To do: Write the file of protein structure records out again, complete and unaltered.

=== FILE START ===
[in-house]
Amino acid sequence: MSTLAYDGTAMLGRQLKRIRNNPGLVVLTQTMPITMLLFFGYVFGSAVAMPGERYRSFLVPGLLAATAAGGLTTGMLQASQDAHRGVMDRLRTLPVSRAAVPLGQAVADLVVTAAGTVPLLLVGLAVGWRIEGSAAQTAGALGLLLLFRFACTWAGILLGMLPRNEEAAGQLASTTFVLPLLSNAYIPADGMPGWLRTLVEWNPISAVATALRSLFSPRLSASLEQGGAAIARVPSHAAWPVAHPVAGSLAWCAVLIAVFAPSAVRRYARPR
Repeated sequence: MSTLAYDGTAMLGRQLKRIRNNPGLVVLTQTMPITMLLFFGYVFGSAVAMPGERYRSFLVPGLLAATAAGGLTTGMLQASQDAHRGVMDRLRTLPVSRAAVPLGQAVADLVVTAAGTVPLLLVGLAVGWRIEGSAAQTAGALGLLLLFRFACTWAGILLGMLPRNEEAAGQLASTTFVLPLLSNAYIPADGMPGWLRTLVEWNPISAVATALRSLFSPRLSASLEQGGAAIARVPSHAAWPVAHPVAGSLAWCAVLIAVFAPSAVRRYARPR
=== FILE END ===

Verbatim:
[in-house]
Amino acid sequence: MSTLAYDGTAMLGRQLKRIRNNPGLVVLTQTMPITMLLFFGYVFGSAVAMPGERYRSFLVPGLLAATAAGGLTTGMLQASQDAHRGVMDRLRTLPVSRAAVPLGQAVADLVVTAAGTVPLLLVGLAVGWRIEGSAAQTAGALGLLLLFRFACTWAGILLGMLPRNEEAAGQLASTTFVLPLLSNAYIPADGMPGWLRTLVEWNPISAVATALRSLFSPRLSASLEQGGAAIARVPSHAAWPVAHPVAGSLAWCAVLIAVFAPSAVRRYARPR
Repeated sequence: MSTLAYDGTAMLGRQLKRIRNNPGLVVLTQTMPITMLLFFGYVFGSAVAMPGERYRSFLVPGLLAATAAGGLTTGMLQASQDAHRGVMDRLRTLPVSRAAVPLGQAVADLVVTAAGTVPLLLVGLAVGWRIEGSAAQTAGALGLLLLFRFACTWAGILLGMLPRNEEAAGQLASTTFVLPLLSNAYIPADGMPGWLRTLVEWNPISAVATALRSLFSPRLSASLEQGGAAIARVPSHAAWPVAHPVAGSLAWCAVLIAVFAPSAVRRYARPR